Conclusions

Phylogenetic analysis of the purine salvage enzymes position P. gallinaceum closest to P. falciparum, and are consistent with several studies based on an assortment of genes [6, 13, 62]. The results here provide sequence data from an additional five nuclear genes to support this hypothesis. However, the theory that human P. falciparum originated from a lateral transfer of an avian parasite, as originally proposed [9], is contentious [63, 64], and additional sequencing from other avian Plasmodium species will be necessary to firmly resolve these relationships. Nevertheless, the genetic and biochemical similarities between P. falciparum and P. gallinaceum are evident, as demonstrated by genomic, biochemical and proteomic approaches [6, 8, 12, 13, 65, 66]. It is clear that improved methods for obtaining pure genetic material of avian malaria will be important for future genomic studies and would advance the field rapidly. As demonstrated previously [6] and reported here, establishing the P. gallinaceum transcriptome database will serve as a valuable fundamental resource for understanding avian malaria parasite biology.

Declarations

Authors’ contributions

EJL performed the transcriptome characterization and phylogenetic analyses, and wrote the manuscript. HXA assisted with the bioinformatics analyses. SMT wrote the BLAST parsing script. RNMS conceived and participated in the design of the study and the drafting of the manuscript. All authors read and approved the final manuscript.

Acknowledgements

This work was supported by a National Institute of Health Grant SC2AI089120-01A1, the Minority Biomedical Research Support-Research Initiative for Scientific Enhancement Grant R25-GM059298, the Initiative to Maximize Student Development Grant R25-GM103757, and the Genentech Foundation MS Dissertation Scholarship Award. We would like to thank Kevin Chan (Washington University in St. Louis) for his assistance with the bioinformatics analyses. The P. gallinaceum genomic sequence data were provided by the parasite genomics group at the Wellcome Trust Sanger Institute and can be obtained from http://www.sanger.ac.uk/research/projects/parasitegenomics/.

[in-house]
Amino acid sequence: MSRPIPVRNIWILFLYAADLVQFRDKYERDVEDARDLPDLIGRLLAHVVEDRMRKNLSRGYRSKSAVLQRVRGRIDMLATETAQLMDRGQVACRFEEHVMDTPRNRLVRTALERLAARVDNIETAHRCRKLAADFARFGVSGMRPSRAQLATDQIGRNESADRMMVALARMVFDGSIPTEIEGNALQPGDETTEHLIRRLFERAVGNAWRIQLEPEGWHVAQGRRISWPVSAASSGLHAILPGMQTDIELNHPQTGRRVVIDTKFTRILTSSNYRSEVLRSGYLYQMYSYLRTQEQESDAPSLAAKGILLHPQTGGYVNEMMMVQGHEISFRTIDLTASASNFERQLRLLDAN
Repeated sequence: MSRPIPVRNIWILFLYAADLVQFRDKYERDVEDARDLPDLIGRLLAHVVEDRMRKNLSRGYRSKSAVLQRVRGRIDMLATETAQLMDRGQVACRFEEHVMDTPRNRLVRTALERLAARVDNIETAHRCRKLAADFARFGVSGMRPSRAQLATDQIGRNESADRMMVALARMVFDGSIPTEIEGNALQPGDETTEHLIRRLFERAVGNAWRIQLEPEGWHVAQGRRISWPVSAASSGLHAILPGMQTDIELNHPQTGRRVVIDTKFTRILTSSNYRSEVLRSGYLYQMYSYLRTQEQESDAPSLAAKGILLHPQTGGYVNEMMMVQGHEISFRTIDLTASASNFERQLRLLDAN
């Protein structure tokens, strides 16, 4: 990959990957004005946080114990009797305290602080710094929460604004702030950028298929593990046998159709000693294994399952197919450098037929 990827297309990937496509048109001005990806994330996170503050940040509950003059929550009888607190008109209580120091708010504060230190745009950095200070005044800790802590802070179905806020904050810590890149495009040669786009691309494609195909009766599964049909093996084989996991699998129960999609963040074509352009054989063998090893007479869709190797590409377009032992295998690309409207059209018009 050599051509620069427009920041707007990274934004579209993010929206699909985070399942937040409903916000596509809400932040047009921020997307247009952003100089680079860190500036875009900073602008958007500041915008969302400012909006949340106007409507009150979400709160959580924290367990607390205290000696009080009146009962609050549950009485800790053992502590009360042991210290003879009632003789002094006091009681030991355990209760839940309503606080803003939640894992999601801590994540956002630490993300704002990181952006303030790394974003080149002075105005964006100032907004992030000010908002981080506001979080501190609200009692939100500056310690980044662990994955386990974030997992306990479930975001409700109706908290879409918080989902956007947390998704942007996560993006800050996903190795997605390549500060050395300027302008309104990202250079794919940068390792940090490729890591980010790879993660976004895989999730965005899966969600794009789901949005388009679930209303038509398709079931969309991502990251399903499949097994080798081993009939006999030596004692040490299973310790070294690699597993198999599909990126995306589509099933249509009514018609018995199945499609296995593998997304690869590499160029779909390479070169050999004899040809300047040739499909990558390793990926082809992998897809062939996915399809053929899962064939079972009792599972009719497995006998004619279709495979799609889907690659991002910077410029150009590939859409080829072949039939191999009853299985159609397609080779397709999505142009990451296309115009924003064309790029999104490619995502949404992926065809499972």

Compliance with ethical guidelines

Competing interests The authors declare that they have no competing interests.

Open AccessThis article is distributed under the terms of the Creative Commons Attribution 4.0 International License (http://creativecommons.org/licenses/by/4.0/), which permits unrestricted use, distribution, and reproduction in any medium, provided you give appropriate credit to the original author(s) and the source, provide a link to the Creative Commons license, and indicate if changes were made. The Creative Commons Public Domain Dedication waiver (http://creativecommons.org/publicdomain/zero/1.0/) applies to the data made available in this article, unless otherwise stated.

Authors’ Affiliations

(1)
Department of Molecular Microbiology, Washington University School of Medicine, St. Louis, USA
(2)
Rheumatology Division, Washington University School of Medicine, St. Louis, USA
(3)
Department of Biology, San Francisco State University, San Francisco, USA

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© Lauron et al. 2015